Rana Sabbagh is a founder and executive director of the award-wining Arab Reporters for Investigative Journalism (ARIJ) ever since its inception in Amman, Jordan, in 2005, to promote a culture of accountability journalism among journalists, editors, media professors, and students across the region. She has spent 36 years of her life as a career journalist, media columnist, and trainer supporting independent media, free speech, and human rights in one of the world’s most autocratic regions. As chief editor of the Jordan Times, she became the first female editor of a political daily in the near East (1999-2002). She was one of six journalists who founded Jordan’s latest independent newspaper, AlGhad. Before that, she worked as a correspondent for the international news agency Reuters in Jordan, and later on in Dubai, covering the six-nation Gulf Cooperation Council, Iran, and Yemen. In addition, she is a regional media columnist as well as a trainer for a number of international media development agencies. She holds an Executive Master in Positive Leadership, Strategy, and Innovation from the IE University in Madrid. She is currently on a research sabbatical from ARIJ until the end of 2019.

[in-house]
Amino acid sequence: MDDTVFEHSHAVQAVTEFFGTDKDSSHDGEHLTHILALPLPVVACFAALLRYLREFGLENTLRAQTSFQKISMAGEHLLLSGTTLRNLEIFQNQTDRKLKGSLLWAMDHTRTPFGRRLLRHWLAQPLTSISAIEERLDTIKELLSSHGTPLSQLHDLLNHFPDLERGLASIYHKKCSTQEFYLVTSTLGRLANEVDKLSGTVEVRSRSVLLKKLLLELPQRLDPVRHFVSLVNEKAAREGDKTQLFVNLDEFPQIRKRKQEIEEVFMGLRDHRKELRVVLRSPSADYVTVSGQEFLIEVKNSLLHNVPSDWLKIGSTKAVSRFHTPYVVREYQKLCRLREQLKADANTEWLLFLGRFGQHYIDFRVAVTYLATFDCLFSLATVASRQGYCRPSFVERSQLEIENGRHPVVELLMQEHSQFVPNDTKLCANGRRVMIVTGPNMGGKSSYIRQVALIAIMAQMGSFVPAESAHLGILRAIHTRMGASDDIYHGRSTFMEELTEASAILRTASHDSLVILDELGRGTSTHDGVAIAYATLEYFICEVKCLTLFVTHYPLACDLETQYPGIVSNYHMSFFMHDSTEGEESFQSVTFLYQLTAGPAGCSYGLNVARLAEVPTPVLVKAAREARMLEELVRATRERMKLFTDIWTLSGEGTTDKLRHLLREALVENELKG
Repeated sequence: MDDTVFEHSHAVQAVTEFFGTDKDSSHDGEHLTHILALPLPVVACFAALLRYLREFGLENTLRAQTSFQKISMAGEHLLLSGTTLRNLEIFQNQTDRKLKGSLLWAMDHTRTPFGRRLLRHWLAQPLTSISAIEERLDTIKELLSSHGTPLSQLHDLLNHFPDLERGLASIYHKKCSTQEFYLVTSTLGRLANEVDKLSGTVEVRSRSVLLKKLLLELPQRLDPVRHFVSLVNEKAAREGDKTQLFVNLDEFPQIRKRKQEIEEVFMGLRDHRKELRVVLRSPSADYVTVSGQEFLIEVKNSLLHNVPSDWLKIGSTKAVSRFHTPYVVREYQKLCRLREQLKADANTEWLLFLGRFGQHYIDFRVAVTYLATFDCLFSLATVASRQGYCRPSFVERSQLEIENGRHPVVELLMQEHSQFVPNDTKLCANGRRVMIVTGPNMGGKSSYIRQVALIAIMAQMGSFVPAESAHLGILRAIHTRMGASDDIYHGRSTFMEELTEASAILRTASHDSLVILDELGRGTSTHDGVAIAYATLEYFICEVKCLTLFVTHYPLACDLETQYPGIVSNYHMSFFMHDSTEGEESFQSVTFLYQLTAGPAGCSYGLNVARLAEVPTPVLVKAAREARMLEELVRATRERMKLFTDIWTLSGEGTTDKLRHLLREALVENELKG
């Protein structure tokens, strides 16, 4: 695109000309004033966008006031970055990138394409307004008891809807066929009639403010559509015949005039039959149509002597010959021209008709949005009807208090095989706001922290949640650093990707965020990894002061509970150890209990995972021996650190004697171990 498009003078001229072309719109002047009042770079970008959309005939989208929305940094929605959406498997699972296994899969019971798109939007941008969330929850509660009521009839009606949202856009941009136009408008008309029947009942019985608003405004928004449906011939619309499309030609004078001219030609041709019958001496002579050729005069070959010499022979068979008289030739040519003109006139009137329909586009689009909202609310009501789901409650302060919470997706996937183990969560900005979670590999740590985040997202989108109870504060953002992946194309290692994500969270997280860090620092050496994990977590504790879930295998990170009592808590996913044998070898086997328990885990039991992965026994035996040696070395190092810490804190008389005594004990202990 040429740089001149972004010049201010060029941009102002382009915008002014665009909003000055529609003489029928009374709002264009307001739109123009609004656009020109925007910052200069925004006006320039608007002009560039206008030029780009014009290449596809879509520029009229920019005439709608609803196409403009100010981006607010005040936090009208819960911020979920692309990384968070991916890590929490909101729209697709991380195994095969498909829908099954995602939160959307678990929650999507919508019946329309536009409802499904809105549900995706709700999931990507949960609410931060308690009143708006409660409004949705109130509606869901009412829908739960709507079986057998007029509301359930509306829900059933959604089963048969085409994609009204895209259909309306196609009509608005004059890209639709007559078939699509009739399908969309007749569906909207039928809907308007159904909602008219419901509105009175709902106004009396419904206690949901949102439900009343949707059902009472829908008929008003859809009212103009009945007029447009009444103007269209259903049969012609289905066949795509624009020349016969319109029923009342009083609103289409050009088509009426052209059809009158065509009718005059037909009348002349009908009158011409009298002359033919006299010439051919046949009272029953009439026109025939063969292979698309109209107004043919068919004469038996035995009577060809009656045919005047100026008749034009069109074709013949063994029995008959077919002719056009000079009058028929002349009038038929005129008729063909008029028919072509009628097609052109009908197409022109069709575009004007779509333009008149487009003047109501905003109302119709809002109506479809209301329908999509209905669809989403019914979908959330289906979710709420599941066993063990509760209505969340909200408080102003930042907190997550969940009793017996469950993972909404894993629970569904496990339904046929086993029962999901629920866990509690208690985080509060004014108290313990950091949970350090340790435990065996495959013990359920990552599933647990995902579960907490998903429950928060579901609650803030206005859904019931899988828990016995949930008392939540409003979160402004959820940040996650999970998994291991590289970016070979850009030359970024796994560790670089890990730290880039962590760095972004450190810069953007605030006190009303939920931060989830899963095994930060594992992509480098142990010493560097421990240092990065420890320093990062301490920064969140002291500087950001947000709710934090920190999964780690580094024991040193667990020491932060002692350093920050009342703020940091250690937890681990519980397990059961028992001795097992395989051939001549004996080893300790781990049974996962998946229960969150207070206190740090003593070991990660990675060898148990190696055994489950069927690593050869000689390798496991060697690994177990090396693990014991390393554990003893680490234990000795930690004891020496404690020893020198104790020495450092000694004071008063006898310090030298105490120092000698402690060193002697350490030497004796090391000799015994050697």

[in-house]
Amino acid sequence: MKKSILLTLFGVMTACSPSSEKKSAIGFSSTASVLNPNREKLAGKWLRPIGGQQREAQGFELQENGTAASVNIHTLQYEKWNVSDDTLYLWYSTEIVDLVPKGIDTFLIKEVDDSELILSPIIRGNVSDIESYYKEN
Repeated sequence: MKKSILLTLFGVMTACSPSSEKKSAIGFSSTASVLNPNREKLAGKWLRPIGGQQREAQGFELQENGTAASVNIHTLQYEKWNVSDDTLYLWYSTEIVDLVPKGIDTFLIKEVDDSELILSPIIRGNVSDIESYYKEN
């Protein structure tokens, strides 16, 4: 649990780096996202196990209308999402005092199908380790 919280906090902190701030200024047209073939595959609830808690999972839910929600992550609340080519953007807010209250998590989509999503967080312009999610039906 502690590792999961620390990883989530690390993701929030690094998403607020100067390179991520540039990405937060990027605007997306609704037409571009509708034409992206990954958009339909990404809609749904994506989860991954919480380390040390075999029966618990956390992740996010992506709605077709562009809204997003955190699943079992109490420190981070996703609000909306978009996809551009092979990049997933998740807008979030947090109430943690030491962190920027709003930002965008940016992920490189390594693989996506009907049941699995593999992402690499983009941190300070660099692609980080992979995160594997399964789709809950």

Rana is speaking at
Cross-border projects have grown in popularity and sophistication. What are the lessons in working in these unique collaborations from the perspective of an individual reporter? How do you join an international collaboration?
What have been the strong points of each network in terms of planning, data sharing, and daily communication? How do you cope with cultural clashes and different ways of doing journalism? And how do you deal with the stress that each muckraker at some point has to face?
Elena Kuch/NDR (Germany), Yasuomi Sawa/Kyodo (Japan) and Minna Knus-Galán/Yle (Finland) have all years of experience of cross-border projects like Panama Papers, Implant Files and Troika Laundromat.